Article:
We often don’t know that the medications we routinely use for our own ailments can be dangerous to our pets. A recent alert by the U.S. Food and Drug Administration is a sad reminder. The FDA reports that in the last several years three...

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Related Content

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Cushing’s Disease in Cats Confusion With Cushings Disease Why Coverage for Chronic Diseases is a Big Deal

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Behavioral Changes

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Aggression, increased pursuance of food and water, exercise intolerance, lethargy, and difficulty moving around in their day-to-day environments (navigating stairs, going up onto elevated surfaces, etc.) are some of the behavior changes commonly...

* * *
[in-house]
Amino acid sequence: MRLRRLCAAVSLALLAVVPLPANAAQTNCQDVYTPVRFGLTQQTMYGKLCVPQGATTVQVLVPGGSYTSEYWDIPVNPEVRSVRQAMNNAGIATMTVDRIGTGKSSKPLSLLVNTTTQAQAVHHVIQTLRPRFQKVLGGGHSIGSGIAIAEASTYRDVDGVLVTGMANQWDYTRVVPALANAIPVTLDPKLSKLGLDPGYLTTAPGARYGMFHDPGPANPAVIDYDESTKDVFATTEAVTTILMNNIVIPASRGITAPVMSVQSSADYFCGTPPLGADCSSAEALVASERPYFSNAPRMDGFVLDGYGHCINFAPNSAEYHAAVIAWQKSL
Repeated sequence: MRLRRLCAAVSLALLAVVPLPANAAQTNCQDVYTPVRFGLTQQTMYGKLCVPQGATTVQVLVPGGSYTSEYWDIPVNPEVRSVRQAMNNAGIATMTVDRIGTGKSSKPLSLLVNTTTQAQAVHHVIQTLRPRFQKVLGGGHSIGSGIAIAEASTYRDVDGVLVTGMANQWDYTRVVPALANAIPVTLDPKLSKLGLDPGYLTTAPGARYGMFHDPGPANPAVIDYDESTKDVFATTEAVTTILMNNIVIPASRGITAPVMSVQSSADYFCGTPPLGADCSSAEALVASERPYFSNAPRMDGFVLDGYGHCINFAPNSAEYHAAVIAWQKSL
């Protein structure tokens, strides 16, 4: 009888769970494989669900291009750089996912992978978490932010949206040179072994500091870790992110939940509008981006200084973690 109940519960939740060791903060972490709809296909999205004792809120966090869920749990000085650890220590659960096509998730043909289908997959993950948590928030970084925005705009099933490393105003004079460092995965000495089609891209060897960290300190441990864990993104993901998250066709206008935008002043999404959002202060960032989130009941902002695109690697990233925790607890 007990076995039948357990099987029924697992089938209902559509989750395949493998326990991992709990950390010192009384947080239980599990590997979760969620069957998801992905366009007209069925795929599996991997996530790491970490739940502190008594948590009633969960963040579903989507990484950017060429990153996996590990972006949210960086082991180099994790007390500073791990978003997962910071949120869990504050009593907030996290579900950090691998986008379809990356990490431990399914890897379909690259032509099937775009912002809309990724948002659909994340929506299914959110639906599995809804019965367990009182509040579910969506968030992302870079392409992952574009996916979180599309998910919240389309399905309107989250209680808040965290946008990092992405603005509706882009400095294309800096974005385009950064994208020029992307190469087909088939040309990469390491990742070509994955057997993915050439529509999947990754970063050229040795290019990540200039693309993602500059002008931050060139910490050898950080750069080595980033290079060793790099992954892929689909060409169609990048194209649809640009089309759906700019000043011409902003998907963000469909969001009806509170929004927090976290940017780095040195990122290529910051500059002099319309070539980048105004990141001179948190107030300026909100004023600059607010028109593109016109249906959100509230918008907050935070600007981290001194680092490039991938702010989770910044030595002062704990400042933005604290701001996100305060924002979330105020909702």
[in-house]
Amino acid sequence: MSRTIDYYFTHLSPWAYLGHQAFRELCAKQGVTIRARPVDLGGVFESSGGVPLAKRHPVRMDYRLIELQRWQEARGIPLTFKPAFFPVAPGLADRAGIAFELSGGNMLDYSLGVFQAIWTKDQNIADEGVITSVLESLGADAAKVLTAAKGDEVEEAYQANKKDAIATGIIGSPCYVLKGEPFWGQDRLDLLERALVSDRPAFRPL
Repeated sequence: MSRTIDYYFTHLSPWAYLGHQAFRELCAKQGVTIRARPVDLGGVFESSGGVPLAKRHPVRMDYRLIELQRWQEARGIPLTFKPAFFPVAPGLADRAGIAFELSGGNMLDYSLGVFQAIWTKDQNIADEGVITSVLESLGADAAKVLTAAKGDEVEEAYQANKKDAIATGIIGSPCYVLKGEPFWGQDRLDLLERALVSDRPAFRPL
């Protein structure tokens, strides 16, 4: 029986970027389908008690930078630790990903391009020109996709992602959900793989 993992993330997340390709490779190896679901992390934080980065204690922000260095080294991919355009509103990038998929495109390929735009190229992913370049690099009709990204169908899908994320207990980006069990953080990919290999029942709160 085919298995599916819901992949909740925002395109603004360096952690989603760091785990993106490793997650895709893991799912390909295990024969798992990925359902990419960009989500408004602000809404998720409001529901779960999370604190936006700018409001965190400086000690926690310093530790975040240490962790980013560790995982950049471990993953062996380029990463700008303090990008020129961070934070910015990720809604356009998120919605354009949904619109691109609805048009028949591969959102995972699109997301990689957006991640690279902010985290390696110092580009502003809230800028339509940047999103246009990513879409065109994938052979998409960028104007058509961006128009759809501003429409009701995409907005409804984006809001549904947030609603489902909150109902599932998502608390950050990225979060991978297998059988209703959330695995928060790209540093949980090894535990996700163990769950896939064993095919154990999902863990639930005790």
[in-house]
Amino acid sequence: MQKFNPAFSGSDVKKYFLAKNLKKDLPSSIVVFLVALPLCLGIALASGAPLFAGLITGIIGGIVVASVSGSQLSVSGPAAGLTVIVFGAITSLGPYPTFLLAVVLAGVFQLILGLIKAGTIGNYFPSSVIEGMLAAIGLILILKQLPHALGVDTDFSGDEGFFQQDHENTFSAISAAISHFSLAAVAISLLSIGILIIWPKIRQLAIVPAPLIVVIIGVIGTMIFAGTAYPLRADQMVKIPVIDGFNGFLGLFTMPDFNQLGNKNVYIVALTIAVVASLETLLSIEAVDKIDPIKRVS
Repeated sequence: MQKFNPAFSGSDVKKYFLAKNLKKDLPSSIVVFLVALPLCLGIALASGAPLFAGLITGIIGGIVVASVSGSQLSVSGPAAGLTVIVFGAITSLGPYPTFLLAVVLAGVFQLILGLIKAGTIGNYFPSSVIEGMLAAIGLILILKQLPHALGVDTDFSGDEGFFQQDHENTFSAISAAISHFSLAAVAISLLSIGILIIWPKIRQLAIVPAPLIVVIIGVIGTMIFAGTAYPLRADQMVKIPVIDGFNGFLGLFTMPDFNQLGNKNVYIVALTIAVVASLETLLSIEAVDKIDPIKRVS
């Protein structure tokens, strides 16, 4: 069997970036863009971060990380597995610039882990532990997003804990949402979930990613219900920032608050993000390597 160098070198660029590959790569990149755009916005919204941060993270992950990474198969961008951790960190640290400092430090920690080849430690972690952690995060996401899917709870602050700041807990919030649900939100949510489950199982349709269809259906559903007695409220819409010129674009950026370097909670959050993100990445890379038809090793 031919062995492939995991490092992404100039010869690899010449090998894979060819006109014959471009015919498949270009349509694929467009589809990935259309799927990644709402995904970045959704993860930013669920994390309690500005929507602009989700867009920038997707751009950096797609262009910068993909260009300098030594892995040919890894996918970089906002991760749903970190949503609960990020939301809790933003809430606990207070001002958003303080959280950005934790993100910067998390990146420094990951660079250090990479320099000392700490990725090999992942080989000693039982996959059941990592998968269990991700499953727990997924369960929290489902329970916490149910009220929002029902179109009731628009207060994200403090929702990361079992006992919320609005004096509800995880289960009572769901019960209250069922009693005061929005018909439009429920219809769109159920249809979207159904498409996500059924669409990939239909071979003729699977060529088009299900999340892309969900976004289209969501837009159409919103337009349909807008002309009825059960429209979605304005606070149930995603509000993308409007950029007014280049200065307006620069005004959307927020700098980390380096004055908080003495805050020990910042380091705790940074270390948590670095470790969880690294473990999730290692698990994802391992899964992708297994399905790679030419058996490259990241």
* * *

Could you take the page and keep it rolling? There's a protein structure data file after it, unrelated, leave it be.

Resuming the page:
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Dermatologic (Skin) Conditions

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Thinning hair and skin, chronic or unusual infections (bacteria, yeast, mange, etc.), the development of blackheads, and a darkened-appearance to the skin (especially on the abdomen) are all associated with Cushing's disease.

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Altered Body Composition

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Cushing’s disease leads to body composition changes, including abdominal distention and muscle atrophy. The abdomen takes on a pot-bellied appearance, which is primarily due to steroid-associated liver enlargement (steroids for inflammation...

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Panting (tachypnea)